Simon: The deception of the melting pot
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When I started school, I was taught that America was a melting pot. My teachers emphasized the words on the Statue of Liberty: “Give me your tired, your poor, your huddled masses yearning to breathe free.” Emma Lazarus’ words were a promise that I believed in.
As the eldest child of immigrants, a lot of things about this country were hard to understand. Phrases and foods were difficult to get used to. The first time we saw the word “ski” appear in homework, it caused a lot of confusion.
The children in my kindergarten class would tell me I was “too dark” to play with their dolls. They were genuinely surprised that I lacked the “scent” that their grandmothers told them a black person would have.
My parents and I learned together what these insults meant. To be sure, these were clear signs that I was not an American, and my parents tried to tell me as much. But I was a child and I didn’t let that tarnish my vision of the “melting pot” I was told we live in.
Even though I experienced the racial divide through countless microaggressions in the years following, like people asking if I wash my hair or if either my toothpaste or soap were, in fact, black.
It wasn’t until my high school freshman social studies class that I knew for sure that the “we’re a land of immigrants,” “everyone is equal,” was pure indoctrination.
The teacher asked us what we thought was a simple question: “Who is an American?” The class looked around confused. We thought we all were.
That’s when our teacher shattered my illusion of what America is. She told us to imagine an onion, each layer a characteristic of “an American.”
The first layer was male. Then the layers’ list went on to include white, able-bodied and heterosexual, but it didn’t matter.
From the very beginning, it was clear that I would never fully be American. My view of America was forever changed that day.
The 2016 elections felt like déjà vu. It brought back those same feelings of disappointment and shock.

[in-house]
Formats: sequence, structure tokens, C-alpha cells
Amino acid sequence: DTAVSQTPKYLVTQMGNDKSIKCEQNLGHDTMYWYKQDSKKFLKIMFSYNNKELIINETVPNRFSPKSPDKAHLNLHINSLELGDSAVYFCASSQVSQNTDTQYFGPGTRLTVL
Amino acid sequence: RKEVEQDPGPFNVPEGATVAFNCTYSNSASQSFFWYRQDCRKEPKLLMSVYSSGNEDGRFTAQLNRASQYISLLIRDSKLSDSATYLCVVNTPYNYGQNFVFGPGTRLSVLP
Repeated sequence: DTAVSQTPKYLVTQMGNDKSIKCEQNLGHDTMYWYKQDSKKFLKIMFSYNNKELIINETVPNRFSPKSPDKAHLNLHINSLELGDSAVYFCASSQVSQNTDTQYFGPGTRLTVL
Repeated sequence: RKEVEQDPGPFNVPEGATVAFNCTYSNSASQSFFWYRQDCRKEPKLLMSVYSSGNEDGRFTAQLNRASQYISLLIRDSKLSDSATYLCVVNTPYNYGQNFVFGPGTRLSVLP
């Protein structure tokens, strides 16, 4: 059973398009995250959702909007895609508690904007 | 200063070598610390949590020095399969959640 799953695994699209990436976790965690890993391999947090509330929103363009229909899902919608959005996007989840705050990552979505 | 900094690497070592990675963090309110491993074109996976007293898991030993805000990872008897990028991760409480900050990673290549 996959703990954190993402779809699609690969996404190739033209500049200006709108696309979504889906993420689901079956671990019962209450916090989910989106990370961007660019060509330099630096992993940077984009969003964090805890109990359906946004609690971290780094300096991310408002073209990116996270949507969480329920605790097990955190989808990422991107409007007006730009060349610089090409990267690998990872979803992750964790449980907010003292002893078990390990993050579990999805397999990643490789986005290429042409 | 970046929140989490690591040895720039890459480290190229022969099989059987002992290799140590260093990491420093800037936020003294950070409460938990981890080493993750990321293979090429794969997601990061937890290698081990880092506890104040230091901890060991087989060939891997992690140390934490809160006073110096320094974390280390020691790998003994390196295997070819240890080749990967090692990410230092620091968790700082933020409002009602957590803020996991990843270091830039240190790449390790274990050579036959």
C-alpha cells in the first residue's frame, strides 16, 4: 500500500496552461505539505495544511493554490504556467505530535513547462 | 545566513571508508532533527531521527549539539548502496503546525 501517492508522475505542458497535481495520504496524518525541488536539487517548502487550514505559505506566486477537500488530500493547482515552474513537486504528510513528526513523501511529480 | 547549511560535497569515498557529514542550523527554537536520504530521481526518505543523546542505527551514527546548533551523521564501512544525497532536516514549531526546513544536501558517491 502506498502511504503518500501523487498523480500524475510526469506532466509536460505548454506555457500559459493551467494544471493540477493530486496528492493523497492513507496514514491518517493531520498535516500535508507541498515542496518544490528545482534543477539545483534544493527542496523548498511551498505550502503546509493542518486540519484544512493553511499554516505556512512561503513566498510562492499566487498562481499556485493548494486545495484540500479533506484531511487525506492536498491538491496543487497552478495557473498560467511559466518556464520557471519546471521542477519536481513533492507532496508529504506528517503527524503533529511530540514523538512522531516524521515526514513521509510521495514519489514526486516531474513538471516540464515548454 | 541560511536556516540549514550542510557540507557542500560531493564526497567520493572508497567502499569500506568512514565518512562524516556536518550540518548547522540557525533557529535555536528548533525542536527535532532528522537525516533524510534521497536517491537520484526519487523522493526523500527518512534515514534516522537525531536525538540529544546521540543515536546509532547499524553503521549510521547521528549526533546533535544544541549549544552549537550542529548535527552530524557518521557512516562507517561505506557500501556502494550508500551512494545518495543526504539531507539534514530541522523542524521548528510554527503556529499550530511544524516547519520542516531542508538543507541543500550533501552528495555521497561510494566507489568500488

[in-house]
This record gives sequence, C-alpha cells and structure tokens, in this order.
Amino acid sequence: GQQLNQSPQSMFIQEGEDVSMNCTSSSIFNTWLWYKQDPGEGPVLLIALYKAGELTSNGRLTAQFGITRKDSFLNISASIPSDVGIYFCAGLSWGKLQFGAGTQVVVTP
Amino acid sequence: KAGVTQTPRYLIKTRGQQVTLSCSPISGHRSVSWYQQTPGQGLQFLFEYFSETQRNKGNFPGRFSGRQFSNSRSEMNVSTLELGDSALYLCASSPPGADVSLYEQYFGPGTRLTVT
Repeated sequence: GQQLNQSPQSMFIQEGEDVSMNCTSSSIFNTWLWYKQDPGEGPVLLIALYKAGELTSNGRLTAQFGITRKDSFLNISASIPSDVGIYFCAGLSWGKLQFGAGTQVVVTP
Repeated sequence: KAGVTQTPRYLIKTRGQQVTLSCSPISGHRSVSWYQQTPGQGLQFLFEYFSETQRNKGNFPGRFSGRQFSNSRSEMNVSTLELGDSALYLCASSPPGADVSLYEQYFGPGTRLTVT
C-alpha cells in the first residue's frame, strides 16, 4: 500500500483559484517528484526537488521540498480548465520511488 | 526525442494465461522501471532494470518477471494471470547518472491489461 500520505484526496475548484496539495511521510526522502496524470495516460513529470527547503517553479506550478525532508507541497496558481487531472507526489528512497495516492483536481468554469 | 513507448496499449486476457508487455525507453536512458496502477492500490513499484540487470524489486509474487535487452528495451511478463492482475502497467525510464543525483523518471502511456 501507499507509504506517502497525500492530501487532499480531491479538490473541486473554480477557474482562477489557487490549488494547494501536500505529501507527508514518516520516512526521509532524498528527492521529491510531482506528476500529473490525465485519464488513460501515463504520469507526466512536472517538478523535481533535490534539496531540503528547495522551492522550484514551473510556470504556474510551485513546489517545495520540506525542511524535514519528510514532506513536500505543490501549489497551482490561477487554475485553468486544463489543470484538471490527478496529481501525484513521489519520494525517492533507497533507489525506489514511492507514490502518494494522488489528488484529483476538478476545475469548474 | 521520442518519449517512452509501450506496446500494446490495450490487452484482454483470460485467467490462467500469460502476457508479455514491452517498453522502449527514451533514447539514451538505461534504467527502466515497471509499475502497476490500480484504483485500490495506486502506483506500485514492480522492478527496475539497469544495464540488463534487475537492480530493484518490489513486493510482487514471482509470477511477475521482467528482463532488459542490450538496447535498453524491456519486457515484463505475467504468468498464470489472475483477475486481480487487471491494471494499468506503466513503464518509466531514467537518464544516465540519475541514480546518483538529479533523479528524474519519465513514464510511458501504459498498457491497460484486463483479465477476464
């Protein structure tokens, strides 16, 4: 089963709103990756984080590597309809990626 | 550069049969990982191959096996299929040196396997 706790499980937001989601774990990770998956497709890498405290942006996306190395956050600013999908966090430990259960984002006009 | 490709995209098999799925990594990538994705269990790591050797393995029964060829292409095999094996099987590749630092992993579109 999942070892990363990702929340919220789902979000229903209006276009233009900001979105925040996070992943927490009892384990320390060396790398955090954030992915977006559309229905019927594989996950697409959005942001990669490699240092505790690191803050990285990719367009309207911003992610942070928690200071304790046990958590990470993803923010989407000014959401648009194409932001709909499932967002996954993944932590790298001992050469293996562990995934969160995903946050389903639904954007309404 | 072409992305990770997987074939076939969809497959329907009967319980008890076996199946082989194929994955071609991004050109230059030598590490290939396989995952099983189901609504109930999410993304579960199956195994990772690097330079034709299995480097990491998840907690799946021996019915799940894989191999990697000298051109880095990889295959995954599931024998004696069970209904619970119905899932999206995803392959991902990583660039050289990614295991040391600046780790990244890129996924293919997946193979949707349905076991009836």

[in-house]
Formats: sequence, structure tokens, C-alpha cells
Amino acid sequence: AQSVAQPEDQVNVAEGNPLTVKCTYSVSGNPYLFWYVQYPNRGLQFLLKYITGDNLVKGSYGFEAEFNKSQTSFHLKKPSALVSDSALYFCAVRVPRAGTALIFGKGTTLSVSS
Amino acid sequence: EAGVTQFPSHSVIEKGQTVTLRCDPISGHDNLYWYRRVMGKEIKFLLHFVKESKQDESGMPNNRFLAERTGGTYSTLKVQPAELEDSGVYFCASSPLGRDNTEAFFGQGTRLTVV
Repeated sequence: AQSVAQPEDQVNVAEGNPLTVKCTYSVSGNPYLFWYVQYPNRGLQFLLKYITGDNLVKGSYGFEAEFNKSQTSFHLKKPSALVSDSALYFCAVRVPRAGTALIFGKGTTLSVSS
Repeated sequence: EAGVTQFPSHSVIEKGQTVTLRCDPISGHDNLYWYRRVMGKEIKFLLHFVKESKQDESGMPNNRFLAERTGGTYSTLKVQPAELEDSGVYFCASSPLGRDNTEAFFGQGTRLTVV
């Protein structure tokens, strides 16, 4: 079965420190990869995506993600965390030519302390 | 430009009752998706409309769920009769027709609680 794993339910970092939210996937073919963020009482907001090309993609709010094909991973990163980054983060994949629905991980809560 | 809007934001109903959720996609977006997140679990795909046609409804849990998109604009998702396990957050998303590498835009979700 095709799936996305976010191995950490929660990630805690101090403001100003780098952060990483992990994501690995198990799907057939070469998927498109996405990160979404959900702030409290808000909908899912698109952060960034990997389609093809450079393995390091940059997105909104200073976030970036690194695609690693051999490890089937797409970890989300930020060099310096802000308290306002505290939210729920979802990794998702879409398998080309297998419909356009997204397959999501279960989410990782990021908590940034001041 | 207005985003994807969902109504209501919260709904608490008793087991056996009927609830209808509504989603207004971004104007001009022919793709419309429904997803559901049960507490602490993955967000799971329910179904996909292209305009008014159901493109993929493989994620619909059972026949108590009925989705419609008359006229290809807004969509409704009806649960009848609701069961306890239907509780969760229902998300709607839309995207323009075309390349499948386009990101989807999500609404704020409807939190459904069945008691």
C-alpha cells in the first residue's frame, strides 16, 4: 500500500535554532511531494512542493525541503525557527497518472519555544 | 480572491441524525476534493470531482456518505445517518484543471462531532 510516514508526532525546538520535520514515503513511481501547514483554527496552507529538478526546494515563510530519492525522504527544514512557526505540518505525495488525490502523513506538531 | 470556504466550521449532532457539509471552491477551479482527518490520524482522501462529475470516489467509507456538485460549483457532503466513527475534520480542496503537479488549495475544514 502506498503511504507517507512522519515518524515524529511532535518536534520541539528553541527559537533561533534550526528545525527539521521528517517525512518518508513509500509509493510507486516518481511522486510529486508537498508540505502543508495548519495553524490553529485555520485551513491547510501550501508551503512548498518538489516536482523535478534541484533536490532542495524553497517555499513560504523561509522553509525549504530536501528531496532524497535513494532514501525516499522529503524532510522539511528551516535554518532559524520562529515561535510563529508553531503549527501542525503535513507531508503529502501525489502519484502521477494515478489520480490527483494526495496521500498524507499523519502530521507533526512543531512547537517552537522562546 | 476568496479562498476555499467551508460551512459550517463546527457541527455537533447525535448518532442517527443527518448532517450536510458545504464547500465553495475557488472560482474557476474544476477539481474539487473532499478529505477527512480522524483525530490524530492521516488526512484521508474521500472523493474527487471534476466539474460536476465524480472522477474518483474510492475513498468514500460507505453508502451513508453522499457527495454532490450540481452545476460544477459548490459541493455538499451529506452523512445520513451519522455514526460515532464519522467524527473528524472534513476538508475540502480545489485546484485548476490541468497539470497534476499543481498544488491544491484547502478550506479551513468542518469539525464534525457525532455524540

The fact that much of the country voted against their own interests to elect the 45th president as the leader of the free world was a jolt to me and shattered another piece of my reality.
The realization that the people I see on the street, in my neighborhood, even my friends, heard his hate, the racism and the vitriol, and still chose him to be the leader of the free world has made me the most cynical form of myself that’s ever existed.
There’s a constant thought in the back of my mind that the person I’m speaking to considers me an unwanted inhabitant of this country. I’m still getting used to the feeling that a friend is smiling in my face knowing that he or she voted for a man who refers to me and the people who look like me as “the black.”
These emotions are further fueled by the fact that not one of these people I’ve known my entire life have said or done anything to denounce a single member of the current administration’s racist, false or completely insane comments.
They ignore all the horrible acts committed against minorities in the name of Trump’s America. The same people who overanalyzed and degraded every move and word former President Obama made have gone mute, and I can’t help but notice.
Between the doublespeak and lies the 45th president spews and the rise in hate crimes nationally, I don’t know what to trust in anymore.
I had successfully convinced myself that I belong here. I convinced myself that any discomfort I felt was just a minor inconvenience. But that couldn’t be further than the truth. None of what I was taught about America is true.
All of a sudden, a former nude model is a more acceptable First Lady than an Ivy League-educated attorney. It’s no longer acceptable to criticize the person occupying the Oval Office when, months ago, our president was the devil incarnate.
Nothing makes sense anymore. Blindly following misinformation and downright lies is not patriotism. It’s idiocy.
The late Malcom X once said, “You’re not supposed to be so blind with patriotism that you can’t face reality. Wrong is wrong, no matter who does it or who says it.” America needs to read these words now more than ever.
Most people in this country don’t even see me as a person, much less an American.
Shawna Simon is a University of Toledo alumna.